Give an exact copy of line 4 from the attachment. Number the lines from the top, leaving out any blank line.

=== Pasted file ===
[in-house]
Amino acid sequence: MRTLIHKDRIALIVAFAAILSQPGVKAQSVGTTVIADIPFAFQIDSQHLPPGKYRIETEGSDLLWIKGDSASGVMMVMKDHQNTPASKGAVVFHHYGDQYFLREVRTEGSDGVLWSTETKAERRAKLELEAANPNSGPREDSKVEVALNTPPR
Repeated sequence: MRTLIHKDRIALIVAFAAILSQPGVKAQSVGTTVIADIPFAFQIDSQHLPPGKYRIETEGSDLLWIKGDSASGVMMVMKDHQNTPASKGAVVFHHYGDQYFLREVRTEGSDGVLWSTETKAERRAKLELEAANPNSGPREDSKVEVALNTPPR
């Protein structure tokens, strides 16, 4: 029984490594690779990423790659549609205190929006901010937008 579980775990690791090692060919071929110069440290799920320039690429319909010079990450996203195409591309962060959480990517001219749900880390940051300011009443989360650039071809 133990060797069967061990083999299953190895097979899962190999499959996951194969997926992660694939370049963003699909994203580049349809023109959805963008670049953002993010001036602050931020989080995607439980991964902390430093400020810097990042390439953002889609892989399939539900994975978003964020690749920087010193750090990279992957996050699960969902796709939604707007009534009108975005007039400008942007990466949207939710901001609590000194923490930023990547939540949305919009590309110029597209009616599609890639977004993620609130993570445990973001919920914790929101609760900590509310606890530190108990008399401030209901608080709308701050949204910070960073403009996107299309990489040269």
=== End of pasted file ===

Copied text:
């Protein structure tokens, strides 16, 4: 029984490594690779990423790659549609205190929006901010937008 579980775990690791090692060919071929110069440290799920320039690429319909010079990450996203195409591309962060959480990517001219749900880390940051300011009443989360650039071809 133990060797069967061990083999299953190895097979899962190999499959996951194969997926992660694939370049963003699909994203580049349809023109959805963008670049953002993010001036602050931020989080995607439980991964902390430093400020810097990042390439953002889609892989399939539900994975978003964020690749920087010193750090990279992957996050699960969902796709939604707007009534009108975005007039400008942007990466949207939710901001609590000194923490930023990547939540949305919009590309110029597209009616599609890639977004993620609130993570445990973001919920914790929101609760900590509310606890530190108990008399401030209901608080709308701050949204910070960073403009996107299309990489040269």